Mikael Samuelsson will be playing in Vancouver for the 2009-10 season. Samuelsson, 32, signed a three-year deal worth $7.5 million US. In his career, Samuelsson has won Olympic Gold, a Stanley Cup and a World Championship Gold. He played for Detroit for the last 4 seasons.
By Jim Jamieson, Canwest News Service July 5, 2009
VANCOUVER – The Sedin twins are used to going into an NHL season not knowing whether they’ve got a regular right-winger.
This year it’s not much different – for different reasons – as they already have two that can fill the role.
It’s one of the reasons the Vancouver Canucks went after Mikael Samuelsson right away when the free agency window opened on Wednesday.
The versatile winger who spent the last four seasons in Detroit took a day to mull over multiple offers before accepting the Canucks’ three-year, $7.5 million US contract, that was announced on Friday. The Canucks like the 32-year-old Samuelsson because of his skill set – he’s big, he’s fast and he can shoot the puck – but also because he played on a line with Daniel and Henrik for the gold-medal winning Swedes at the 2006 Olympics.
That’s not likely to be the case next season – as Alex Burrows will be the incumbent there – but you can expect the right-handed shooting Samuelsson to get a lot of time with the Sedins on power plays. The Canucks also like that Samuelsson can play the point on the power play – he was a fixture there on Detroit’s second unit – and has a bomb for a shot.
Samuelsson was 24th in the NHL in shots last season, with 257, in only 15:22 of average ice-time per game. He averaged 16 goals and 39 points in his four seasons in Detroit.
Samuelsson played on the second and third lines in Detroit and said he chose Vancouver not only because of the money.
“It was to hopefully get more ice time and get more opportunities offensively,” said Samuelsson.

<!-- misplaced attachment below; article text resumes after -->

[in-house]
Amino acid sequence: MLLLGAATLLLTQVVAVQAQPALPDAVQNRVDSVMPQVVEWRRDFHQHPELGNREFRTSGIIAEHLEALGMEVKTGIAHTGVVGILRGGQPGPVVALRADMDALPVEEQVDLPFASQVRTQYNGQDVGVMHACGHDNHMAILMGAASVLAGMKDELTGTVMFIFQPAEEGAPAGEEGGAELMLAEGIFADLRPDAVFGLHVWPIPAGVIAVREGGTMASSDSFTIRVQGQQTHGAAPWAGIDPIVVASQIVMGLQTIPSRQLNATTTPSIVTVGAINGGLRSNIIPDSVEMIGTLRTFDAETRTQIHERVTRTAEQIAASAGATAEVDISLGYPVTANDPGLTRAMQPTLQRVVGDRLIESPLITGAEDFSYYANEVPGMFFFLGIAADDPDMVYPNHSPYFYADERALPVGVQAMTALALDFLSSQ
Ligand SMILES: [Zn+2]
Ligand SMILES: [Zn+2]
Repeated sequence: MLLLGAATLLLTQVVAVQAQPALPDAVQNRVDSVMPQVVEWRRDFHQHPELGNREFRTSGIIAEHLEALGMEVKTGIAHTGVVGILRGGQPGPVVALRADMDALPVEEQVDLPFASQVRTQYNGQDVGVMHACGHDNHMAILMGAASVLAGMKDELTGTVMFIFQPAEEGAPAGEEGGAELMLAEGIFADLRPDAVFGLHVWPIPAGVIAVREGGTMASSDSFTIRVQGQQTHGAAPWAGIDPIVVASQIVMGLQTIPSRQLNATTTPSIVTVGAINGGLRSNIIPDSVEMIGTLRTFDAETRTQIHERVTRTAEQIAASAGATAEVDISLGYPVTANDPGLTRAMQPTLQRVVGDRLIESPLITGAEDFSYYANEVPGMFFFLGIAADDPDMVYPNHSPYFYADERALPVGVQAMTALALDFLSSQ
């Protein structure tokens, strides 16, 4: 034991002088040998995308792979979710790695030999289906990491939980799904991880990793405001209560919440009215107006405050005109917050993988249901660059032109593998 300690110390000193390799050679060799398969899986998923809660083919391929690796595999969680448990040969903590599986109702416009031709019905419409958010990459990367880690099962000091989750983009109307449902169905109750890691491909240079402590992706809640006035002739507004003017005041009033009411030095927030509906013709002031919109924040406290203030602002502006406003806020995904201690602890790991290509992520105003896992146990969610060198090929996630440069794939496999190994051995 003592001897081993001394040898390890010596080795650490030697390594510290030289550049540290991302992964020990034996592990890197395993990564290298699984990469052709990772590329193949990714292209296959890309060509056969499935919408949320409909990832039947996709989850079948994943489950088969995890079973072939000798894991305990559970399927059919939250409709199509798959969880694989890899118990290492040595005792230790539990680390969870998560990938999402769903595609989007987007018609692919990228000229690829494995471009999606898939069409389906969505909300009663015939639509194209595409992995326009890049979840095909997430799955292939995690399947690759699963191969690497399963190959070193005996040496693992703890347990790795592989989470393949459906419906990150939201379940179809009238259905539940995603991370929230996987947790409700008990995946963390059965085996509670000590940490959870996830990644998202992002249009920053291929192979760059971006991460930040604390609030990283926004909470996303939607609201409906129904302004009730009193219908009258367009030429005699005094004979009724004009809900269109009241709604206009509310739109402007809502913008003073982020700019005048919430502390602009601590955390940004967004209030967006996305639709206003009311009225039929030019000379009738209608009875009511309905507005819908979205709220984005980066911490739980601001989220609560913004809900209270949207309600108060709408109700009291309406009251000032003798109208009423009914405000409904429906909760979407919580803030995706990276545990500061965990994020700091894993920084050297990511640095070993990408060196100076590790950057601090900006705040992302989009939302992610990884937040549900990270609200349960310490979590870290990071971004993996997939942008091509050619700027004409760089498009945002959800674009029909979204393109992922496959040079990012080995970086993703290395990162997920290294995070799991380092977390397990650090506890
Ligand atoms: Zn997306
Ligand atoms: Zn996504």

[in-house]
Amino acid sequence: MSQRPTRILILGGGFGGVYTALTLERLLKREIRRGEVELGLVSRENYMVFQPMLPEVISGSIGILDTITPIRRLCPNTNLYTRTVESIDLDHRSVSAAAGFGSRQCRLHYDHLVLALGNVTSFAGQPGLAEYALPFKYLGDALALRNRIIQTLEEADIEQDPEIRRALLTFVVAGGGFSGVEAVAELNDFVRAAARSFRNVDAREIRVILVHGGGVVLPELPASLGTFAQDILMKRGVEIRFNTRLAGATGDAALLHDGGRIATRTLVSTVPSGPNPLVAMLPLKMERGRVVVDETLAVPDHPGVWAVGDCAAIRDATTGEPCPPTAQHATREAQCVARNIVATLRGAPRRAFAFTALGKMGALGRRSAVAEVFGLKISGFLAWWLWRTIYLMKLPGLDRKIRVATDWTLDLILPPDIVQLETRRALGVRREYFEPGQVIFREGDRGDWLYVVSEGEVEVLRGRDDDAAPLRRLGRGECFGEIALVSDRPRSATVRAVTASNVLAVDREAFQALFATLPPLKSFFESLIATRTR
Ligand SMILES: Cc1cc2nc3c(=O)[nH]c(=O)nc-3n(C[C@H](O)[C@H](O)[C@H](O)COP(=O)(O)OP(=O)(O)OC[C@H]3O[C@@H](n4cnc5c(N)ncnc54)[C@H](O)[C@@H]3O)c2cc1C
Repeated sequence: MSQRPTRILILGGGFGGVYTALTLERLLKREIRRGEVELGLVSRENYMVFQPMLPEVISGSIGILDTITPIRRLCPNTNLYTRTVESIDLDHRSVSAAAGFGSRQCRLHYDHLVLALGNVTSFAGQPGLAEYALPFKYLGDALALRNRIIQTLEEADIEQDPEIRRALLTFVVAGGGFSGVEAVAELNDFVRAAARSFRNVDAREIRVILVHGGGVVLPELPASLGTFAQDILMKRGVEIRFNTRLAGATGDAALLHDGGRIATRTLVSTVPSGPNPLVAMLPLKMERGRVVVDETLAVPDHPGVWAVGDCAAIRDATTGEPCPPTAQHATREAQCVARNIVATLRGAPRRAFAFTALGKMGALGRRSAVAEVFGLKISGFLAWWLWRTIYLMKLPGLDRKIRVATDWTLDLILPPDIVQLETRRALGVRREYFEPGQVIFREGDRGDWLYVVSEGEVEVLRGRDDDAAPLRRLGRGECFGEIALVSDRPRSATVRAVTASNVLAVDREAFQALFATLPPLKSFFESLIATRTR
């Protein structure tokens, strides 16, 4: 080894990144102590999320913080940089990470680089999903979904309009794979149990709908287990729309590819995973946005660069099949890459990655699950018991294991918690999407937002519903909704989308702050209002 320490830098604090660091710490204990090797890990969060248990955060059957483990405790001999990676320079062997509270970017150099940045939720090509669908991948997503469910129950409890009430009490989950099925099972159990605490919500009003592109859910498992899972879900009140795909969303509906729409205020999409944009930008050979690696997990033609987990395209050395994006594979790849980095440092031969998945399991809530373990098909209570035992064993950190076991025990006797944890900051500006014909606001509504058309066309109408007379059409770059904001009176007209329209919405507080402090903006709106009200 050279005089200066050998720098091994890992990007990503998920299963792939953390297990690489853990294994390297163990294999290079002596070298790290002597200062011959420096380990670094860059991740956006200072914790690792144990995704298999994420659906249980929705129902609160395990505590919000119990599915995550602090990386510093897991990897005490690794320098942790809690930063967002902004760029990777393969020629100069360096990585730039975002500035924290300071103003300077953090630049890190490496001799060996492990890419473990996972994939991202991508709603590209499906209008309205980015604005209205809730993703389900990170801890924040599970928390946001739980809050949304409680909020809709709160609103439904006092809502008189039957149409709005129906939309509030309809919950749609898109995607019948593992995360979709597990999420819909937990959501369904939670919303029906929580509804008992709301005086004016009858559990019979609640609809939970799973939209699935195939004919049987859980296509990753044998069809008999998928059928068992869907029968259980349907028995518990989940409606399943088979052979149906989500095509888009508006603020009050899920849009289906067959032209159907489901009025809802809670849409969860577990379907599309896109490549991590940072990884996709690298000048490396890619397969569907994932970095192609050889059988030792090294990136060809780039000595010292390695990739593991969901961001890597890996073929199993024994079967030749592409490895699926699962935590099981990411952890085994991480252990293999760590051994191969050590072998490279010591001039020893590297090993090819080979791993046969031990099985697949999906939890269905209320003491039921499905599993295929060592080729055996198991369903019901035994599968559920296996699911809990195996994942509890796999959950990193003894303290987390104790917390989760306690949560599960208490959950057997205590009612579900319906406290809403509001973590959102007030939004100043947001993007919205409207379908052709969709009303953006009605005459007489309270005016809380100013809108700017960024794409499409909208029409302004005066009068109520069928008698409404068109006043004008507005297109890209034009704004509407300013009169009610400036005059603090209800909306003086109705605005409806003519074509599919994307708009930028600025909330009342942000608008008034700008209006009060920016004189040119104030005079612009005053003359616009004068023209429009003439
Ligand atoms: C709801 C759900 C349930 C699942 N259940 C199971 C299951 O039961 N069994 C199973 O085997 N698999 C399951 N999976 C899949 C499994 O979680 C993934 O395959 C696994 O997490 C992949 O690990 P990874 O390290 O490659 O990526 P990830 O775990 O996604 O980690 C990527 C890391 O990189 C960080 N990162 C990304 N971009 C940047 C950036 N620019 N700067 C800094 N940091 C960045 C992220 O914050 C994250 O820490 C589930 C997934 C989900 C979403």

Canucks assistant GM Lorne Henning said the six-foot-one, 205 pounder will play a prominent role.
“Certainly, we see him as a top six,” said Henning. “He’s a right-hand shot, which we love about him, his familiarity with the twins, he’s great on the power play, he’s got a great shot. There’s a lot of pluses.”
Henning said Samuelsson’s age – he’ll turn 36 in the final season of his deal – isn’t an issue.
“He’s in phenomenal shape,” said Henning. “He was one of their top conditioned athletes.”
Clearly, Detroit coach Mike Babcock is sorry to see Samuelsson go in what was essentially a salary cap squeeze. The Wings had offered him a multi-year deal for $1.5 million but it was too little, too late.
Just what ripples Samuelsson’s signing causes in the Canucks’ roster pool has yet to play out.
The addition of Samuelsson gives Vancouver a very credible second line if he plays with Ryan Kesler and Pavol Demitra, and some interesting options on the power play.
It also brings the number of players signed to NHL contracts for next season to 18 (11 forwards, six defencemen and one goalie), for a salary cap hit of about $49.6 million. That leaves Vancouver about $7.2 million below the cap ceiling of $56.8 million. However, it doesn’t include the expected salaries of unsigned but qualified restricted free agents Kyle Wellwood, Jannik Hansen and Shane O’Brien. That three skaters made about $2.5 million between them last season. Those numbers suggest it’s going to be tough to sign Mats Sundin and fill the other roster holes, a No. 5 defenceman and a back-up goalie, while staying under the cap.
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